Earlier today, I read an article posted on Reuters.com discussing the impact of Twitter on this year’s historic Presidential election. One quote within the article that particularly stood out was:
“Through the course of a long and bitter presidential campaign, Twitter often served as the new first rough draft of history.”
It’s a great point and a hard one to disagree with. In fact, last night truly displayed the power of Twitter as one of the most significant public media outlets, both on and offline. A record-breaking 31 million tweets related to the election spread throughout the Web last night, with 23 million of those appearing between 6pm EST and midnight. Just after 11pm, Twitter users generated an incredible 327,000 tweets per minute leading up to the announcement of Obama’s victory. According to Twitter’s spokeswoman, Rachael Horwitz, the election was “the most tweeted about event in U.S. political history.”
Although President Obama and Mitt Romney aggressively utilized Twitter during their respective campaigns, last night’s unprecedented social engagement levels truly brought the network to the forefront of mainstream news and media.
Twitter, as well as Facebook, YouTube, Google+ and other prominent social networks, provide a level of both visibility and credibility to individuals and organizations that have proven difficult to achieve through other platforms. With both candidates extensively using social networks to help gain votes and raise greater awareness to their campaigns, the popularity of these networks has soared and only continues to grow and prove their value as promotional tools.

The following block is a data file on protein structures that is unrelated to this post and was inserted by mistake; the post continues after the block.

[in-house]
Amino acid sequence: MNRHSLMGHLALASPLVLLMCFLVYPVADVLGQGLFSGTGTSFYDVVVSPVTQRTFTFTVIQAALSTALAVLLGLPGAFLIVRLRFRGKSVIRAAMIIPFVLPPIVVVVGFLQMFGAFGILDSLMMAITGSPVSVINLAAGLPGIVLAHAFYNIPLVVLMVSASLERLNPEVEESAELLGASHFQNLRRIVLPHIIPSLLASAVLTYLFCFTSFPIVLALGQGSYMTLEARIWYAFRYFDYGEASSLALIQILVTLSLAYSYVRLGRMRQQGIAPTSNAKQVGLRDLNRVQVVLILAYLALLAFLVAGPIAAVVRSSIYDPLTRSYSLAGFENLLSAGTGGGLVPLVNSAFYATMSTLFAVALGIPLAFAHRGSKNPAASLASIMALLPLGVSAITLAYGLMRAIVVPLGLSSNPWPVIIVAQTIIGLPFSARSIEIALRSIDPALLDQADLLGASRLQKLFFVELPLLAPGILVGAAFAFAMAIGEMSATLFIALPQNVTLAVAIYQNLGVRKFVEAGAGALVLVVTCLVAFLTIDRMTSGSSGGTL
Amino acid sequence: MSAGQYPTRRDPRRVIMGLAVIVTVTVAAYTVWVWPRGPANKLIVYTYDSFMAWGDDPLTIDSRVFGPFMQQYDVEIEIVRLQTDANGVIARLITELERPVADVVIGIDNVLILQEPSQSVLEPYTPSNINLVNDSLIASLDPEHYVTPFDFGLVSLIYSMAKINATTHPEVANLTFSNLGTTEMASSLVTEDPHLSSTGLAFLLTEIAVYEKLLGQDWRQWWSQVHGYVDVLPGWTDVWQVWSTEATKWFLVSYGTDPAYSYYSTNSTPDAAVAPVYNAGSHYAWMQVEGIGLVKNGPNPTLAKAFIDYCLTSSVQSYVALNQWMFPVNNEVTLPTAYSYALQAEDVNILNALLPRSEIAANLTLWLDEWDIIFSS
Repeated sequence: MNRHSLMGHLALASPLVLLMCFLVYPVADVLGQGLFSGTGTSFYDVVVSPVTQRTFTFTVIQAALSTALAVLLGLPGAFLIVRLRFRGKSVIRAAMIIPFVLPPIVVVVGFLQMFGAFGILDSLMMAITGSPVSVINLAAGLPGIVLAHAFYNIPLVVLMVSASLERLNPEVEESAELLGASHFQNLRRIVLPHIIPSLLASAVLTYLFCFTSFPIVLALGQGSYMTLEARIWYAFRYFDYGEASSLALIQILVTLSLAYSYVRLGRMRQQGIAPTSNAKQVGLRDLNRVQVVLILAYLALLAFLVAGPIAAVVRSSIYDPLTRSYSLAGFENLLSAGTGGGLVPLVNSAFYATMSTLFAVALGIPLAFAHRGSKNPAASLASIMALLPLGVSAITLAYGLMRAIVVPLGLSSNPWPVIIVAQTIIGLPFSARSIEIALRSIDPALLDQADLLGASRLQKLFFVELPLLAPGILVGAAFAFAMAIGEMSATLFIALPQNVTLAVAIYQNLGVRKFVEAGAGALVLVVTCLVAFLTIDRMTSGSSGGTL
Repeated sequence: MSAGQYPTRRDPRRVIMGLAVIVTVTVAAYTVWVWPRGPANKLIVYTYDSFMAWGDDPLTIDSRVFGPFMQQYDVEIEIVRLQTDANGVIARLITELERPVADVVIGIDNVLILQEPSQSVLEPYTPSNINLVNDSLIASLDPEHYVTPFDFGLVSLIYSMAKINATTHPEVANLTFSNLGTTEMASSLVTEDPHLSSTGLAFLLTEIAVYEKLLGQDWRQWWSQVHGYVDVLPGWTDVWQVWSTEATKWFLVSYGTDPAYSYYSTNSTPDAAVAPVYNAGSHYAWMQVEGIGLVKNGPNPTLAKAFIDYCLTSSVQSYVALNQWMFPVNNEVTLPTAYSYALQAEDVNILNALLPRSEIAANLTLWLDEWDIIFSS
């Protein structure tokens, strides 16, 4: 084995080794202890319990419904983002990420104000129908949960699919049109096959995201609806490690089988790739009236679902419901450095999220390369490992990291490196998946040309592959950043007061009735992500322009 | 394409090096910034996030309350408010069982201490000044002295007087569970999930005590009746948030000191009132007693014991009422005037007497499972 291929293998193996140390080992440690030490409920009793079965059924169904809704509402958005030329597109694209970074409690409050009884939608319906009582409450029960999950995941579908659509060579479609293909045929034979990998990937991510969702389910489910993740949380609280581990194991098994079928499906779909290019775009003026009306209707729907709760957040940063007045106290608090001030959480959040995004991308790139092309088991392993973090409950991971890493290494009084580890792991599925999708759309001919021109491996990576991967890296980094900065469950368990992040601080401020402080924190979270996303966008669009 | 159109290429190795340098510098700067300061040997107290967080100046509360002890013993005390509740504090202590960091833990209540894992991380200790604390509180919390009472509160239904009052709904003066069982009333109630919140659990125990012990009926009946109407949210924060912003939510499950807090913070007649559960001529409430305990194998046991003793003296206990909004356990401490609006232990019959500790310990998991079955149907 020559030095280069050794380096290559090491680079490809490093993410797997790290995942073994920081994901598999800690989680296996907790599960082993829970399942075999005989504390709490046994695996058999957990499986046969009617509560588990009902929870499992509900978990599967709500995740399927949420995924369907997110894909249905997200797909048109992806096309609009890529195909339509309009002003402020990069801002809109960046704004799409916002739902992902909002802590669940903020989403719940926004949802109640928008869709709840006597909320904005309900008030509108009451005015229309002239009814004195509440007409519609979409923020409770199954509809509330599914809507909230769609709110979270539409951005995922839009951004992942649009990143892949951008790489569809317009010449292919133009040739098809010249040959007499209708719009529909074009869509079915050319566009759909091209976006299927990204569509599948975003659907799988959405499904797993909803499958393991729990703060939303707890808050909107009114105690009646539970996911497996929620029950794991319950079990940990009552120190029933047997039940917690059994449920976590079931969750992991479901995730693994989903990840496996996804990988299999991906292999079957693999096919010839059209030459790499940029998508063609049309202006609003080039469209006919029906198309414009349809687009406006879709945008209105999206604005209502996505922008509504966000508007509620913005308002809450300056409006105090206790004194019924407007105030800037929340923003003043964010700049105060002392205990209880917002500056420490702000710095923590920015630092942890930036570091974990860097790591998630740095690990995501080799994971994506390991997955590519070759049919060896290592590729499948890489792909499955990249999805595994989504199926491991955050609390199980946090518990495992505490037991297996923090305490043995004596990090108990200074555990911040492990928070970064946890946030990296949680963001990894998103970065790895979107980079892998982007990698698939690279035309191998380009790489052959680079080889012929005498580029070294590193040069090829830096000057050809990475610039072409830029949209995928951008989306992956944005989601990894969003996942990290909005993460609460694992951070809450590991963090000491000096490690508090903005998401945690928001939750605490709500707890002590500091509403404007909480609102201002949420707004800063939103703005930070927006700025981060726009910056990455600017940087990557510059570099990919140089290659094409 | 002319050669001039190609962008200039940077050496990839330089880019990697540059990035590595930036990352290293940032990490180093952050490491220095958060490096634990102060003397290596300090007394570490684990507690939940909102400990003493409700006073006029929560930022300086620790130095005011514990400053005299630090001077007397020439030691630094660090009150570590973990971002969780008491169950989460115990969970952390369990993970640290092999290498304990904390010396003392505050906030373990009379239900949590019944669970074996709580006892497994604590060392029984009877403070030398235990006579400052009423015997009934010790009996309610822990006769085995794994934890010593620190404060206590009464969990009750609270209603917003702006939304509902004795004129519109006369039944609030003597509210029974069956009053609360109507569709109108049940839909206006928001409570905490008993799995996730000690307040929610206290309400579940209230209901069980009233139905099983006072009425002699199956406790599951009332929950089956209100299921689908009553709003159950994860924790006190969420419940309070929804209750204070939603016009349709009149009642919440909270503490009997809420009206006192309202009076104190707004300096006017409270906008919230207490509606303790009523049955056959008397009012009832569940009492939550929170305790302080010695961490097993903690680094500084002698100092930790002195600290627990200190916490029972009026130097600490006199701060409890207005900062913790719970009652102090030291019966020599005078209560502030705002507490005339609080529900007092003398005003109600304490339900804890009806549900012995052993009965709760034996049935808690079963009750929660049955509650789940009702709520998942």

Last night, history was undoubtedly made as the incumbent President was re-elected. Before I was even able to get to the nearest TV or radio to find out who would be residing in the White House for the next four years, the following tweet appeared on my Twitter feed:
Today, as Obama begins to prepare for four more years in office, myself and thousands of other social media users will remember the tweet that announced his victory to the world and the instrumental role social media played throughout this historic campaign.